I remember the moment that my fall from diabetic grace started. It was lunchtime on the first day of school. I had eaten my lunch as usual, and everything was fine. Then, one of my new friends asked me if I wanted a sweet. I think it was an orange tic tac. This was an unknown experience for me. I decided to go for it. I told myself to live a little, once in a while. I ate it, and found that I felt fine. It was harmless, on its own. What came next was not. You see, there was a monster at my school. It pretended to be my friend, when actually it was the worst thing I could interact with. It called itself the school tuck shop. I had never seen anything like it before. Somewhere in a school that I could go and buy whatever I wanted, this was like a dream come true.
It started off really innocently. My friends would go to the tuck shop at lunch time, and I wanted to be part of the gang. I couldn't do sport at the start of term, because of my arm being in a cast, so I felt a bit left out of the social bonding experience. I asked my parents for lunch money, so I could get the odd diet coke. They consented, and I would buy myself a sugar free drink. To begin with. You see, the shop also sold packs of skittles. I loved skittles. When I was at primary school, I would ask if we could walk home instead of being driven. It was about two miles. That way, I would be allowed a pack of skittles to keep my blood sugars from going too low. Important note; I was allowed one of the 'fun size' packs that cost 10p at the time. What I started buying now was the full sized bags. Because after all, I was just a child at primary school. I was much bigger, a whole three months later, obviously. I needed more food to keep me going.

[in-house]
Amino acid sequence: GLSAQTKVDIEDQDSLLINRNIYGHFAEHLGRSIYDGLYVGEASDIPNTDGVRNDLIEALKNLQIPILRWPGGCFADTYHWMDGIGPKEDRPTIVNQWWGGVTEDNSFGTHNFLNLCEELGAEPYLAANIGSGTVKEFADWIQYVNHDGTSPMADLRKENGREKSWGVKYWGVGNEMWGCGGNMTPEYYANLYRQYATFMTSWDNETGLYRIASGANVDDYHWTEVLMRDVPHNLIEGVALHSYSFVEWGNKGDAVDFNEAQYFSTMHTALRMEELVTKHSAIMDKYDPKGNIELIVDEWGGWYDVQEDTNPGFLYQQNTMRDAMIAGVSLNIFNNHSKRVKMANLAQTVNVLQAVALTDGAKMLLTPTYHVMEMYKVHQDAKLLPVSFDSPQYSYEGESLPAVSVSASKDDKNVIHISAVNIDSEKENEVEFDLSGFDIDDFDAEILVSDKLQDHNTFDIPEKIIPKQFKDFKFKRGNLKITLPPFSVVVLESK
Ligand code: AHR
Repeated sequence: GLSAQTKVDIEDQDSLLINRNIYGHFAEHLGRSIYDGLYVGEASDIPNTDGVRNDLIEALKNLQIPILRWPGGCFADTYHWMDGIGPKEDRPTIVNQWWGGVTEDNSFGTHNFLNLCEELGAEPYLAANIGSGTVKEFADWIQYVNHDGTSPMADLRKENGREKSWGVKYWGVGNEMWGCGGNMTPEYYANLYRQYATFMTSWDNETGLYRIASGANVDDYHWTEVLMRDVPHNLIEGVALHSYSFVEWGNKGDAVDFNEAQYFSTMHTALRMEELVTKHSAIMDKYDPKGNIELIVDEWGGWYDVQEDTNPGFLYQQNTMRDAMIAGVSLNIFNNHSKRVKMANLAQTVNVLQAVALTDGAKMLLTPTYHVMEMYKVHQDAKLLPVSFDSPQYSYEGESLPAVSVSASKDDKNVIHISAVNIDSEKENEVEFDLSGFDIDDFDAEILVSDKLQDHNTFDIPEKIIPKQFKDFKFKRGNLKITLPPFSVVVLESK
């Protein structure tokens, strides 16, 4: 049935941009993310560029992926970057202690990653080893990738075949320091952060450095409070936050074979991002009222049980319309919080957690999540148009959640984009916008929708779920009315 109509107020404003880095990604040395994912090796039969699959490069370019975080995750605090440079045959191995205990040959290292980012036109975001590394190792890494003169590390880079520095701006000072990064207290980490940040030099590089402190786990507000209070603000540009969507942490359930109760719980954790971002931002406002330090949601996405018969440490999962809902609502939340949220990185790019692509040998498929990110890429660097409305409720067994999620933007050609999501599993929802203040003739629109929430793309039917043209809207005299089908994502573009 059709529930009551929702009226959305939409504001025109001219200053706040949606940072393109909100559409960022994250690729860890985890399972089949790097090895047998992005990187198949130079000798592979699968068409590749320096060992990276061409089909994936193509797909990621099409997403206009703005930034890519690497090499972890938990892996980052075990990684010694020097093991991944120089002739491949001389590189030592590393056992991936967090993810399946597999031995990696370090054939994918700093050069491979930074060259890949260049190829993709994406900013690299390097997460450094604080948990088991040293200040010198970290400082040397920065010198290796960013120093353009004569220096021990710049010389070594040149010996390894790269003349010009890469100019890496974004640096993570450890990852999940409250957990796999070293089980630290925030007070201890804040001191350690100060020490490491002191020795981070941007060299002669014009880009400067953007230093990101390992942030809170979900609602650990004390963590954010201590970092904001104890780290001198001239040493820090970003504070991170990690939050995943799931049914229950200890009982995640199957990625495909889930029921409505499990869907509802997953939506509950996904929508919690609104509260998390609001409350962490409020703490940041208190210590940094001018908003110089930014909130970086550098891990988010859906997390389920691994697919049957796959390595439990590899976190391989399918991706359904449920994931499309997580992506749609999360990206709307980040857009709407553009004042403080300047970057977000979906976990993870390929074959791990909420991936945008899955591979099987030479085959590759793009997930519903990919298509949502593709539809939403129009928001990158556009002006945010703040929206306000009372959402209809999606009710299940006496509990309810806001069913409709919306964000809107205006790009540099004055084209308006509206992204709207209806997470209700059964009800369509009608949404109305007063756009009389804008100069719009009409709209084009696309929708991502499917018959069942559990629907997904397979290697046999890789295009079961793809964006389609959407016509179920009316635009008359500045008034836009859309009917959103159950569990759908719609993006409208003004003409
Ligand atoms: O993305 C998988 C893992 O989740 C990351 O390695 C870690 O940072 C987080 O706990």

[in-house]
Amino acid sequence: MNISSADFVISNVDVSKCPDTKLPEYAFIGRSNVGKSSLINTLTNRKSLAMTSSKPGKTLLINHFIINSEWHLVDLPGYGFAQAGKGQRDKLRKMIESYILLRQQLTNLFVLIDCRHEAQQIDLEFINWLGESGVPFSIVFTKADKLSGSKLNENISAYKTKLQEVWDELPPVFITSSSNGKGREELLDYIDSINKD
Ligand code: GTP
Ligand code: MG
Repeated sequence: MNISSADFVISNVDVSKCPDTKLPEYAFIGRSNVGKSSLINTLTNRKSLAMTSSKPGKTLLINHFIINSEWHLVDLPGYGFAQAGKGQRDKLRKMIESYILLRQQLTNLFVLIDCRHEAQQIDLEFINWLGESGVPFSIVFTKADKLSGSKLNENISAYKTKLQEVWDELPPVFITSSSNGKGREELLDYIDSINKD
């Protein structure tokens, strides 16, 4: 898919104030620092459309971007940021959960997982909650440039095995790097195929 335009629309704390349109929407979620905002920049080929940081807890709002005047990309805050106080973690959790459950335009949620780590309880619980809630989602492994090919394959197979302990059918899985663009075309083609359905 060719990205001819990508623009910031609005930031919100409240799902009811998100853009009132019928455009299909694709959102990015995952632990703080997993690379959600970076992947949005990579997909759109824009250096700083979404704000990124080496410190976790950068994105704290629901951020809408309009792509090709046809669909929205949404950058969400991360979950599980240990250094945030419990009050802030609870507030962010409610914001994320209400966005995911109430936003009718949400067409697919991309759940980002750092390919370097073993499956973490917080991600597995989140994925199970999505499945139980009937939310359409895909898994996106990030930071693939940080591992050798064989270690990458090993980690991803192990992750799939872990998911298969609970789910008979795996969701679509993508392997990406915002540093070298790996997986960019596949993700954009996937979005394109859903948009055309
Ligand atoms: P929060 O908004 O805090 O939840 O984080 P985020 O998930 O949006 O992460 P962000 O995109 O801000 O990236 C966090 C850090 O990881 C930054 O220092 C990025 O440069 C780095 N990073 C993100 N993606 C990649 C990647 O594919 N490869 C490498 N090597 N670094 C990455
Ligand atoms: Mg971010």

I suddenly noticed that something strange was happening. My parents were starting to look at my bloodsugar results, and say that they were going too high. At diabetic clinic, my doctor noted that my HBA1C was going higher than usual. Nothing to worry about, but not the norm. When asked if I was eating anything different, I said no. After all, I had always had the odd pack of sweets, right? Mum asked if readings got more erratic during puberty. The doctor said this could be what it was down to. I agreed. This was nothing to do with me, there was no way it was my fault. So I continued going to the tuck shop. I also realised I would have money left over if I didn't fancy a diet coke as well as a pack of skittles. Well, I wouldn't want it to go to waste. I had about the right amount for a pack of starburst as well (or were they still called Opal Fruits back then?). So now, I wasn't buying a diet coke. I was buying a pack of skittles and a pack of opal fruits/starburst. But come on. I was a growing lad! I was going through puberty! (I wasn't yet, It took me until I was 15 for my voice to break, and even longer to get any facial hair). I was running round at lunch time, I'd hate to have a hypo.